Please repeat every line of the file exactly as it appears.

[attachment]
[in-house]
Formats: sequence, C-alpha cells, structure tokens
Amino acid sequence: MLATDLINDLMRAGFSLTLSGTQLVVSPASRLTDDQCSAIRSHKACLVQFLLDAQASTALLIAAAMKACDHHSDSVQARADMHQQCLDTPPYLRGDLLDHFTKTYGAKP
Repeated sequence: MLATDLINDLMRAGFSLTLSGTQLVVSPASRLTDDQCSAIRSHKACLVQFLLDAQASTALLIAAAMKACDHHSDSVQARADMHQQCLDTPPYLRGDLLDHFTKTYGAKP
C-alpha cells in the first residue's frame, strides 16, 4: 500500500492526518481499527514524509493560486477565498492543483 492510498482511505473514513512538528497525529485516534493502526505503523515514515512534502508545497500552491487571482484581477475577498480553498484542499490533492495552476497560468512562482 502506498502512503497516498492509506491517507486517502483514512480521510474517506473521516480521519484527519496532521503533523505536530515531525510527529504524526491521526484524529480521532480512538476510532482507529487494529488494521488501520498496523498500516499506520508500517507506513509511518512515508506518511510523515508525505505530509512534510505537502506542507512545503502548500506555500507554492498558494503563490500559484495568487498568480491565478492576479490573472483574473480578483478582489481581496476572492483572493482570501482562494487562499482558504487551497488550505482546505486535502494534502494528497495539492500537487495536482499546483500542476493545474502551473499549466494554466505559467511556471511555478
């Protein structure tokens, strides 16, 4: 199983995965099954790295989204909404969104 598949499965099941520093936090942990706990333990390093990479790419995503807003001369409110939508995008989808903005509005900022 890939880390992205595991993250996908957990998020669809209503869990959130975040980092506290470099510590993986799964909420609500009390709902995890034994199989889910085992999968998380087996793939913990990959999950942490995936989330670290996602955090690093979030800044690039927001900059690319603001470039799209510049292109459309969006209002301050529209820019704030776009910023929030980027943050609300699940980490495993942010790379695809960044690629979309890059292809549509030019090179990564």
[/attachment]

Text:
[in-house]
Formats: sequence, C-alpha cells, structure tokens
Amino acid sequence: MLATDLINDLMRAGFSLTLSGTQLVVSPASRLTDDQCSAIRSHKACLVQFLLDAQASTALLIAAAMKACDHHSDSVQARADMHQQCLDTPPYLRGDLLDHFTKTYGAKP
Repeated sequence: MLATDLINDLMRAGFSLTLSGTQLVVSPASRLTDDQCSAIRSHKACLVQFLLDAQASTALLIAAAMKACDHHSDSVQARADMHQQCLDTPPYLRGDLLDHFTKTYGAKP
C-alpha cells in the first residue's frame, strides 16, 4: 500500500492526518481499527514524509493560486477565498492543483 492510498482511505473514513512538528497525529485516534493502526505503523515514515512534502508545497500552491487571482484581477475577498480553498484542499490533492495552476497560468512562482 502506498502512503497516498492509506491517507486517502483514512480521510474517506473521516480521519484527519496532521503533523505536530515531525510527529504524526491521526484524529480521532480512538476510532482507529487494529488494521488501520498496523498500516499506520508500517507506513509511518512515508506518511510523515508525505505530509512534510505537502506542507512545503502548500506555500507554492498558494503563490500559484495568487498568480491565478492576479490573472483574473480578483478582489481581496476572492483572493482570501482562494487562499482558504487551497488550505482546505486535502494534502494528497495539492500537487495536482499546483500542476493545474502551473499549466494554466505559467511556471511555478
């Protein structure tokens, strides 16, 4: 199983995965099954790295989204909404969104 598949499965099941520093936090942990706990333990390093990479790419995503807003001369409110939508995008989808903005509005900022 890939880390992205595991993250996908957990998020669809209503869990959130975040980092506290470099510590993986799964909420609500009390709902995890034994199989889910085992999968998380087996793939913990990959999950942490995936989330670290996602955090690093979030800044690039927001900059690319603001470039799209510049292109459309969006209002301050529209820019704030776009910023929030980027943050609300699940980490495993942010790379695809960044690629979309890059292809549509030019090179990564």